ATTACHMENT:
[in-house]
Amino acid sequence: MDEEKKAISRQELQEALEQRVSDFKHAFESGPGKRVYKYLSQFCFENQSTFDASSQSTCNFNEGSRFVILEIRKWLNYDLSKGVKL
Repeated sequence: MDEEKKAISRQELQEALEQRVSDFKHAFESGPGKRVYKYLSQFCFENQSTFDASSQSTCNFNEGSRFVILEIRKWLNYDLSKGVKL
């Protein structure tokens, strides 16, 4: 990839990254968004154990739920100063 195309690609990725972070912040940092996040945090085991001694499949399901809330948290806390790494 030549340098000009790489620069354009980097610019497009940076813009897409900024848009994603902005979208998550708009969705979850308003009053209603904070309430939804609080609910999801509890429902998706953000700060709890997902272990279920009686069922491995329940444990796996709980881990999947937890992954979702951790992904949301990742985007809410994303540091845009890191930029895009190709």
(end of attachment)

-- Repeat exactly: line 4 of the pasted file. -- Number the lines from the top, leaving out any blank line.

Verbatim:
């Protein structure tokens, strides 16, 4: 990839990254968004154990739920100063 195309690609990725972070912040940092996040945090085991001694499949399901809330948290806390790494 030549340098000009790489620069354009980097610019497009940076813009897409900024848009994603902005979208998550708009969705979850308003009053209603904070309430939804609080609910999801509890429902998706953000700060709890997902272990279920009686069922491995329940444990796996709980881990999947937890992954979702951790992904949301990742985007809410994303540091845009890191930029895009190709």